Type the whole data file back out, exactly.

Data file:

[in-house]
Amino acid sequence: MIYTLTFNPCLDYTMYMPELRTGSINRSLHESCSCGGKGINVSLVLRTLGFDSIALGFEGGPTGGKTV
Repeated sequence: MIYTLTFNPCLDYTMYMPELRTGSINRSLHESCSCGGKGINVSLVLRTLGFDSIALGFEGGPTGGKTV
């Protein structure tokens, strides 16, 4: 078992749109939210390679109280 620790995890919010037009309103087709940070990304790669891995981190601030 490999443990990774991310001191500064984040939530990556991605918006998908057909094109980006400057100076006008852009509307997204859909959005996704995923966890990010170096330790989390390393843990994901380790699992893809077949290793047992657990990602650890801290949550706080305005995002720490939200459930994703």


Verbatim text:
[in-house]
Amino acid sequence: MIYTLTFNPCLDYTMYMPELRTGSINRSLHESCSCGGKGINVSLVLRTLGFDSIALGFEGGPTGGKTV
Repeated sequence: MIYTLTFNPCLDYTMYMPELRTGSINRSLHESCSCGGKGINVSLVLRTLGFDSIALGFEGGPTGGKTV
């Protein structure tokens, strides 16, 4: 078992749109939210390679109280 620790995890919010037009309103087709940070990304790669891995981190601030 490999443990990774991310001191500064984040939530990556991605918006998908057909094109980006400057100076006008852009509307997204859909959005996704995923966890990010170096330790989390390393843990994901380790699992893809077949290793047992657990990602650890801290949550706080305005995002720490939200459930994703």